In its second cause of action, plaintiff realleged the allegations in its first cause of action, and further alleged that it consented to defendants' removal of the chicks from Boyer only upon condition that defendants pay to plaintiff the balance due to it on the conditional sale contracts, and that defendants orally agreed to pay this sum.

[6] Defendants contend that these allegations are inconsistent with each other, and also are inconsistent with the allegations of the other causes of action pleaded by plaintiff, and are sham and frivolous. We agree with defendants' contention. Plaintiff pleads, on the one hand, that defendants acquired the chicks by conversion, and, on the other, that they acquired them on condition that they pay for them, which is by purchase. These are inconsistent with each other and with plaintiff's rights relative to the chicks, established by its original pleading. Where a pleading is of that nature, it is proper for the trial court to strike it. See Ellingsen v. Bennett, 39 Wn. (2d) 148, 150, 234 P. (2d) 891 (1951), and cases cited.

[7, 8] Plaintiff's final claim of error is that its action should not have been dismissed with prejudice and without leave to further amend its pleading. Having once amended its complaint, it could not amend it again without permission, which could have been granted or denied by the trial court in the exercise of its discretion. In re Schnoor's Estate, 31 Wn. (2d) 565, 572, 198 P. (2d) 184 (1948). Defendants served notice on plaintiff of the presentation of the order on the rulings of the court and judgment of dismissal. *466 Plaintiff did not offer or request leave to file any additional amendments to its pleading and did not attempt to show that any successful amendment could be made. We cannot consider the question this claim of error presents because it was not submitted to the trial court.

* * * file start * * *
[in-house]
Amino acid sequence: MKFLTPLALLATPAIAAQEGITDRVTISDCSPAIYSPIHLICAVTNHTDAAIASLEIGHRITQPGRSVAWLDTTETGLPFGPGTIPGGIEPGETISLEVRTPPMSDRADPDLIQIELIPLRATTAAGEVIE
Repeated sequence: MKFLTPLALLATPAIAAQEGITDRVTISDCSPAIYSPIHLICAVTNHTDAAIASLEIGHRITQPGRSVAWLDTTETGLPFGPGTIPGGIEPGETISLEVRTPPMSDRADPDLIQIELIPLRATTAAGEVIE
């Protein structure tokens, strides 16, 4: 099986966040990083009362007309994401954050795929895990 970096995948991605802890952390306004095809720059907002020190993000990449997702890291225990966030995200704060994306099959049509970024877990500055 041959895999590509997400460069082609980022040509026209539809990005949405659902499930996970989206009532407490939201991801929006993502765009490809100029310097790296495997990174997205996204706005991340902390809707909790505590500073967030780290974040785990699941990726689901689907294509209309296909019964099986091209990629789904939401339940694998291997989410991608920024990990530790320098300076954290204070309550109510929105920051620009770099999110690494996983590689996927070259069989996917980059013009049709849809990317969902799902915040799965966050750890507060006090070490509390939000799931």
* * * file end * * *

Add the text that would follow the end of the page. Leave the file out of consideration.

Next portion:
The judgment dismissing the action with prejudice was consistent with the rulings of the court, and it is affirmed.

GRADY, C.J., MALLERY, HILL, and WEAVER, JJ., concur.


[1] Reported in 256 P. (2d) 294.